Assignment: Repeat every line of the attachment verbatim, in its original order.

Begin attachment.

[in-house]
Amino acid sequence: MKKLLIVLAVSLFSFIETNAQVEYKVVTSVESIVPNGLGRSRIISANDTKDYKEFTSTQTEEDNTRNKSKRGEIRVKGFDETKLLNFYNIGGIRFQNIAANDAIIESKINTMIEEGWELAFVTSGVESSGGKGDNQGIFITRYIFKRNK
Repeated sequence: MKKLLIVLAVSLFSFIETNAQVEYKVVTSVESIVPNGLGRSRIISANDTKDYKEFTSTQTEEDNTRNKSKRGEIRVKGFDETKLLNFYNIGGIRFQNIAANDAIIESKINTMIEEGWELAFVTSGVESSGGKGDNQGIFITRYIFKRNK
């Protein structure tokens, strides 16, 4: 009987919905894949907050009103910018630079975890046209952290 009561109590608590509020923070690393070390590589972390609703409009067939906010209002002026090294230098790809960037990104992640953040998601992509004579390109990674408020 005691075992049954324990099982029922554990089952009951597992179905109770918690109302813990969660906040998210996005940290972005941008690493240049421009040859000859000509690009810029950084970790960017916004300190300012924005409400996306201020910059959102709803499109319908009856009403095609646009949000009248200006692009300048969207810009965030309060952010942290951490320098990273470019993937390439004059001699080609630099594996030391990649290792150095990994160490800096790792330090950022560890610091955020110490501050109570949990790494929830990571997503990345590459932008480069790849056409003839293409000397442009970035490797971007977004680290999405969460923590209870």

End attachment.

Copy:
[in-house]
Amino acid sequence: MKKLLIVLAVSLFSFIETNAQVEYKVVTSVESIVPNGLGRSRIISANDTKDYKEFTSTQTEEDNTRNKSKRGEIRVKGFDETKLLNFYNIGGIRFQNIAANDAIIESKINTMIEEGWELAFVTSGVESSGGKGDNQGIFITRYIFKRNK
Repeated sequence: MKKLLIVLAVSLFSFIETNAQVEYKVVTSVESIVPNGLGRSRIISANDTKDYKEFTSTQTEEDNTRNKSKRGEIRVKGFDETKLLNFYNIGGIRFQNIAANDAIIESKINTMIEEGWELAFVTSGVESSGGKGDNQGIFITRYIFKRNK
């Protein structure tokens, strides 16, 4: 009987919905894949907050009103910018630079975890046209952290 009561109590608590509020923070690393070390590589972390609703409009067939906010209002002026090294230098790809960037990104992640953040998601992509004579390109990674408020 005691075992049954324990099982029922554990089952009951597992179905109770918690109302813990969660906040998210996005940290972005941008690493240049421009040859000859000509690009810029950084970790960017916004300190300012924005409400996306201020910059959102709803499109319908009856009403095609646009949000009248200006692009300048969207810009965030309060952010942290951490320098990273470019993937390439004059001699080609630099594996030391990649290792150095990994160490800096790792330090950022560890610091955020110490501050109570949990790494929830990571997503990345590459932008480069790849056409003839293409000397442009970035490797971007977004680290999405969460923590209870």